PHOENIX – Wiikwemkoong band member Lisa Odjig is the only woman to have taken the top spot on the podium at the annual world championships, and she has done it not once, but twice. After years away from actively competing and since sitting as a judge, Ms. Odjig stepped once again into the arena at the 30th Annual World Championship Hoop Dance competition in Phoenix, Arizona, just missing out on an amazing hat-trick—by one point.
“I won second place in the senior adult division (40-plus),” said Ms. Odjig following the competition. When the announcement of the scores rang out across the dance arena following the judge’s tabulation. “You could hear people say ‘aw’.”
“I was beat by one point,” she said. “It was so close.”
Ms. Odjig stepped into the role of judge for the first time at the Heard Museum World Championship Hoop Dance Contest last year, an experience that had a deep impact upon her and led her to an important decision.
“Watching all of the dancers so close inspired me to go out and hoop dance at the World Championship,” she said. “When I returned back home to Wiikwemkoong for the following weekend, I sat down with some family in the living room one night and asked them ‘Do you think I should compete there again?’”
“I remember looking into my uncle Fuddy’s (Odjig) eyes as he looked into mine as well and said ‘yeah, yeah, I think you should,’ with a little head nod. My father, uncles and auntie all gave the okay.”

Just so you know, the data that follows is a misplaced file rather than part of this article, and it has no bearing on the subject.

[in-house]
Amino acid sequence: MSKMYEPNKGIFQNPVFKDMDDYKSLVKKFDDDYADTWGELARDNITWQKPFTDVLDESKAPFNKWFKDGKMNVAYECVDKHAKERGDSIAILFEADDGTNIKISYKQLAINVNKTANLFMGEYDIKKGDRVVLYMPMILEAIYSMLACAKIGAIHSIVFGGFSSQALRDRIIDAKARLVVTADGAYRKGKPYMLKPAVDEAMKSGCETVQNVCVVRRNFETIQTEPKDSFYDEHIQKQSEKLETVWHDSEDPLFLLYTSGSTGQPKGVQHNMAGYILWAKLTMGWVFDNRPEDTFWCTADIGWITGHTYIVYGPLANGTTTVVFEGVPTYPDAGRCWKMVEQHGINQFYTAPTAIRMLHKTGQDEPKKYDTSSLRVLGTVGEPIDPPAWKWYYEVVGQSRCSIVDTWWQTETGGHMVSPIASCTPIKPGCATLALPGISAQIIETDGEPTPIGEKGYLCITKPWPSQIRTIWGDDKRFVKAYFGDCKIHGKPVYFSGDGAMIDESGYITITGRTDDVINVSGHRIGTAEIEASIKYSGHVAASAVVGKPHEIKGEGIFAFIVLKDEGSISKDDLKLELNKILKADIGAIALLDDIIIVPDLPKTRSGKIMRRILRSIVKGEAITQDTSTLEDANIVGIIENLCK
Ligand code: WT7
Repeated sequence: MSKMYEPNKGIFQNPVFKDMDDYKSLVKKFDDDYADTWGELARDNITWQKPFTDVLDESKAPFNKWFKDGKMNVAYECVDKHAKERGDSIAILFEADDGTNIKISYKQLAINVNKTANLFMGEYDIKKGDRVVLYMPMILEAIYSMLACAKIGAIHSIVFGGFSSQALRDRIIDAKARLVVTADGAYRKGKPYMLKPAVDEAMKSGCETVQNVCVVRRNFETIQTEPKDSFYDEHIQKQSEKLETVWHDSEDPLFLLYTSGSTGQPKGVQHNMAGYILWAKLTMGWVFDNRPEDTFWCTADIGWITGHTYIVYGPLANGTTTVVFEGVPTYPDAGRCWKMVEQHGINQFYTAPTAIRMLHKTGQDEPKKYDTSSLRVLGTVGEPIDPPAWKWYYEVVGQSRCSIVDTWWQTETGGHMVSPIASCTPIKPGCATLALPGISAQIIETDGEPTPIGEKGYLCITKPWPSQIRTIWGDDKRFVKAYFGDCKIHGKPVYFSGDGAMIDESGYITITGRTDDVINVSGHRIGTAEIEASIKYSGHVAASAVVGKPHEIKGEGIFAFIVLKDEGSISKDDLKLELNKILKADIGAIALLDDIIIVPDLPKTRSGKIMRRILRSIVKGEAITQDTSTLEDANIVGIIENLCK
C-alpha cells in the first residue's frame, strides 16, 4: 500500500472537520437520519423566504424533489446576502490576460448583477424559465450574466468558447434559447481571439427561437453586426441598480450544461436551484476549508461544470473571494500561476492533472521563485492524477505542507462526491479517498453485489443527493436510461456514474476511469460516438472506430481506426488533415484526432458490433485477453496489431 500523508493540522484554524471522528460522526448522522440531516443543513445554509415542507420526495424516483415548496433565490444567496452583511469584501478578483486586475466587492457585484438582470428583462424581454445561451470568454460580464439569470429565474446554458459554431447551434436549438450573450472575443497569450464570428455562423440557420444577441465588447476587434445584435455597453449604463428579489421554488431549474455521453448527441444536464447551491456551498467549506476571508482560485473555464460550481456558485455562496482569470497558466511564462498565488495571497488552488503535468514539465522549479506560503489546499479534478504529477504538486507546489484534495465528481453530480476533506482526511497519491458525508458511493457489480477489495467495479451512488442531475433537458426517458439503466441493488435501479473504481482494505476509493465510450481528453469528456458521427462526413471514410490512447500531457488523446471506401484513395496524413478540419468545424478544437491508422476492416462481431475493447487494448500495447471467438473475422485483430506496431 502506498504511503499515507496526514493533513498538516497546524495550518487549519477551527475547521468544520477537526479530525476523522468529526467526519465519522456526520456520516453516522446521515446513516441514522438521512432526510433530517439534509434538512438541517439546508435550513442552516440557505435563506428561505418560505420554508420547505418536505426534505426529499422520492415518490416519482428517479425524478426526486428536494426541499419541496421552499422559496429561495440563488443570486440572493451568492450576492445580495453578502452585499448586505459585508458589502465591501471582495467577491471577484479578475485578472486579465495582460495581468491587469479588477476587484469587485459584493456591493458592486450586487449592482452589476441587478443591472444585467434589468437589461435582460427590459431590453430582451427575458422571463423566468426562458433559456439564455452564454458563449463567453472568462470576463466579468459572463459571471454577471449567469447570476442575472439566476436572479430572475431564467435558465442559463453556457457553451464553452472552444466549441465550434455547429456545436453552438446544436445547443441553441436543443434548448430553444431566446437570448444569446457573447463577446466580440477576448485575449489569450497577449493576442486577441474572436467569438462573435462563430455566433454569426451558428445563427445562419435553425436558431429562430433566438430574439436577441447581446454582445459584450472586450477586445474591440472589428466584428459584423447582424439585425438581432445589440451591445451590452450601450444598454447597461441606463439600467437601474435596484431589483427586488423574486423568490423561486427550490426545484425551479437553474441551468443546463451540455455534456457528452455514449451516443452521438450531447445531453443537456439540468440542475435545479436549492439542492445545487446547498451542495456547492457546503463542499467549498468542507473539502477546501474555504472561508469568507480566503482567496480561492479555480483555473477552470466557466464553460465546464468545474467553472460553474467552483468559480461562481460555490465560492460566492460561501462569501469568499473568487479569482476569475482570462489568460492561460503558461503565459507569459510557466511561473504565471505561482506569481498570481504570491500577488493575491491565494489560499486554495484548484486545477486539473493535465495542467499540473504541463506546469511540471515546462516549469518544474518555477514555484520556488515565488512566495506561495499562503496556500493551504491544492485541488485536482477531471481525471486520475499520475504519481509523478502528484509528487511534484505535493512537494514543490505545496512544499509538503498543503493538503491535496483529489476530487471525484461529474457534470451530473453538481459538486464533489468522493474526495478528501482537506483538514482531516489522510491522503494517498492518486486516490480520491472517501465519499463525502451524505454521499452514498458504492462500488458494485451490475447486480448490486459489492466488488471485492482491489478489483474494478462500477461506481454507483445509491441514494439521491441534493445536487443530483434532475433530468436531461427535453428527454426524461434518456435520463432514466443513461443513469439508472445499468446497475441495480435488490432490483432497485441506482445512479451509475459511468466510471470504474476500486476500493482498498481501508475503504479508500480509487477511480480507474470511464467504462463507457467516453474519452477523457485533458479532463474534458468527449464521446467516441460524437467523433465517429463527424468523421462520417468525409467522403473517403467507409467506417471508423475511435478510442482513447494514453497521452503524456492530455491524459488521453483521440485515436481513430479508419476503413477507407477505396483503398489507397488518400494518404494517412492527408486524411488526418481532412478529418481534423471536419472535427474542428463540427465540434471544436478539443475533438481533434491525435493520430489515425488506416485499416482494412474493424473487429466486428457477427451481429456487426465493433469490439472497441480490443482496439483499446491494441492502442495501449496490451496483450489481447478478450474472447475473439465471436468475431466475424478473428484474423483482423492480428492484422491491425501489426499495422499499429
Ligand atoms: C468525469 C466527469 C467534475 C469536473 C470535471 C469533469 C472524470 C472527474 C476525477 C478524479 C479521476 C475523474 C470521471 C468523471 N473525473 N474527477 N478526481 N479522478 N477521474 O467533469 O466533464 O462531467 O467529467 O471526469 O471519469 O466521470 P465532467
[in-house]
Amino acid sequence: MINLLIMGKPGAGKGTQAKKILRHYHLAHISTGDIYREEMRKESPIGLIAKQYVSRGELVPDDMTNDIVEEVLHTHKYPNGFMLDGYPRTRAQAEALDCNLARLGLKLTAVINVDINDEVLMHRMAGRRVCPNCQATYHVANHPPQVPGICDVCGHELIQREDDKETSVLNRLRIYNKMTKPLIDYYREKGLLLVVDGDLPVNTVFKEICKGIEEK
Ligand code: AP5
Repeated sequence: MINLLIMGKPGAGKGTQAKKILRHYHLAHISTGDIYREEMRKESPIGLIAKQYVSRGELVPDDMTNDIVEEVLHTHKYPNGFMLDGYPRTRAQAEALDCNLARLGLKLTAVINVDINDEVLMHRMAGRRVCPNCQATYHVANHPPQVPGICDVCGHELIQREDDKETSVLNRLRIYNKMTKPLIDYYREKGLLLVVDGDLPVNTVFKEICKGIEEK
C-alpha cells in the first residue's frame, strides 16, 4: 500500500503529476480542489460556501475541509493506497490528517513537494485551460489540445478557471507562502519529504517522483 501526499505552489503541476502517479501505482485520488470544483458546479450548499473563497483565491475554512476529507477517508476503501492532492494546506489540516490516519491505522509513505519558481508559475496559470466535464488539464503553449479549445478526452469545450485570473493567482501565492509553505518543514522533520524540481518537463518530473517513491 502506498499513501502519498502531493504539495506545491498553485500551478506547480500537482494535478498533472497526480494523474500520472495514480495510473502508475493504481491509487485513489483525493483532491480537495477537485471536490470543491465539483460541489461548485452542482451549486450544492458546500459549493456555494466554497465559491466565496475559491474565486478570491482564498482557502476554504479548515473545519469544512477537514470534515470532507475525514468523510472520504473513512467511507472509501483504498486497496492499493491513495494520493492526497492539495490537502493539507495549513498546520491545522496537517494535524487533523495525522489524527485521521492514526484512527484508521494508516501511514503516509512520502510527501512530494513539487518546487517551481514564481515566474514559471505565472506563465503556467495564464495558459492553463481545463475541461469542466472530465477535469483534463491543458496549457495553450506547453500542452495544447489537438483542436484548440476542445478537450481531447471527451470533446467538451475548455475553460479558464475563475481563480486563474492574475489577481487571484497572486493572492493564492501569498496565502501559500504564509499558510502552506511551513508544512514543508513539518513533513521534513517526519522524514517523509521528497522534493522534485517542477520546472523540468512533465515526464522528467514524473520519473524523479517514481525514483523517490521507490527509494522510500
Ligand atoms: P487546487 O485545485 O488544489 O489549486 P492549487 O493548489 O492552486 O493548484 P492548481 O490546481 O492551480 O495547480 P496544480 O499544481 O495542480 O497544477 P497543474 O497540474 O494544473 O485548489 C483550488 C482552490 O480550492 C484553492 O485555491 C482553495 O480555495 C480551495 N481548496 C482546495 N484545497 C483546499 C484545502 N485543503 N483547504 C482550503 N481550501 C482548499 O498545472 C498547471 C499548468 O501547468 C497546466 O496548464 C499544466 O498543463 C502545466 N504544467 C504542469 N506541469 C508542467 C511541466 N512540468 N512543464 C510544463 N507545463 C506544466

Still it was a brave decision when one considers how long she had been out of competition. “I haven’t competed since 2007,” she said. “But I felt it was something I needed to do, so I booked the vacation days off and once it was approved I got in touch with the museum to let them know I wasn’t going to be a judge so they had plenty of time to find someone else.”
Ms. Odjig currently works at Health Canada in Toronto.
You could say that Ms. Odjig practically has the hoop dance in her blood. Not only is it an integral part of her celebration of her culture, she comes from a family of hoop dancers. Her uncle (Geordie Odjig) was a hoop dancer in his turn and helped her to learn the hoops when she was starting out.
“There is something powerful about the hoop dance, drumming and singing,” she said. “The hoop dance is a gift I was meant to dance and share.”
Taking on a world championship run is not just a matter of showing up for the competition, however. It is a physically demanding art.
“To prepare, I keep physically fit and watch my diet,” she said. “I walked, jogged, biked and swam—and I entered my very first triathlon competition in Toronto in July 2019.”
It can be a grueling regimen. “I ran and biked in -7° Celsius weather this winter—no Peloton (indoor bike) for me.”
Ms. Odjig was shocked to discover another aspect of her competing this year. “I was featured in VOGUE (the world’s premiere fashion magazine) from NYC while hoop dancing in Phoenix,” she said. Photos from that shoot can be found online at the Vogue website at www.Vogue.com/vogueworld/article/heard-museum-hoop-dancing-championship-contest-photos.
When it comes to advice for any young kwe who are considering following the path into competitive hoop dancing, or just taking up the hoop dance, Ms. Odjig said to follow their passion but be prepared to push through to succeed, but above all “enjoy it.”
“It takes patience and practice,” she said, noting it can also be a bit daunting to get out and dance in front of a large crowd. “But once the drumming begins and you start to dance, you get into the zone and all that fades into the background. You dance with your heart. So embrace it, enjoy it and be proud of your culture.”